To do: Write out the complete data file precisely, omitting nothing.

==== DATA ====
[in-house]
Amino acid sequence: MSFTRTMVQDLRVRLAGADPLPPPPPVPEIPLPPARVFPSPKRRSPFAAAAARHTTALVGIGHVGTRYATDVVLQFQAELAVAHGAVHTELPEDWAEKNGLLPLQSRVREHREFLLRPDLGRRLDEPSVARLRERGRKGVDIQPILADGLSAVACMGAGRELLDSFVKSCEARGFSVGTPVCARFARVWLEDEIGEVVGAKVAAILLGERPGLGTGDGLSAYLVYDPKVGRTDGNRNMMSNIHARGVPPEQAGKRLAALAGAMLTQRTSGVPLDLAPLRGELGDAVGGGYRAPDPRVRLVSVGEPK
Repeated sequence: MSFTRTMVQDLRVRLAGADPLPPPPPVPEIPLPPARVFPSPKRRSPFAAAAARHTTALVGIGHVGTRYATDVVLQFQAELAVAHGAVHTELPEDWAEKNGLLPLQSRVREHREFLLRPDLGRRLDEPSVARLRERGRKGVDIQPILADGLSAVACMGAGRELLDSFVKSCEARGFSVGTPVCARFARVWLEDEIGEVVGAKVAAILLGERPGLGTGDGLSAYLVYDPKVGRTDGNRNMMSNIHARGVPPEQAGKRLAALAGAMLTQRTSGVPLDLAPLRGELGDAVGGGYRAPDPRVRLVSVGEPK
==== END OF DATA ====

[in-house]
Amino acid sequence: MSFTRTMVQDLRVRLAGADPLPPPPPVPEIPLPPARVFPSPKRRSPFAAAAARHTTALVGIGHVGTRYATDVVLQFQAELAVAHGAVHTELPEDWAEKNGLLPLQSRVREHREFLLRPDLGRRLDEPSVARLRERGRKGVDIQPILADGLSAVACMGAGRELLDSFVKSCEARGFSVGTPVCARFARVWLEDEIGEVVGAKVAAILLGERPGLGTGDGLSAYLVYDPKVGRTDGNRNMMSNIHARGVPPEQAGKRLAALAGAMLTQRTSGVPLDLAPLRGELGDAVGGGYRAPDPRVRLVSVGEPK
Repeated sequence: MSFTRTMVQDLRVRLAGADPLPPPPPVPEIPLPPARVFPSPKRRSPFAAAAARHTTALVGIGHVGTRYATDVVLQFQAELAVAHGAVHTELPEDWAEKNGLLPLQSRVREHREFLLRPDLGRRLDEPSVARLRERGRKGVDIQPILADGLSAVACMGAGRELLDSFVKSCEARGFSVGTPVCARFARVWLEDEIGEVVGAKVAAILLGERPGLGTGDGLSAYLVYDPKVGRTDGNRNMMSNIHARGVPPEQAGKRLAALAGAMLTQRTSGVPLDLAPLRGELGDAVGGGYRAPDPRVRLVSVGEPK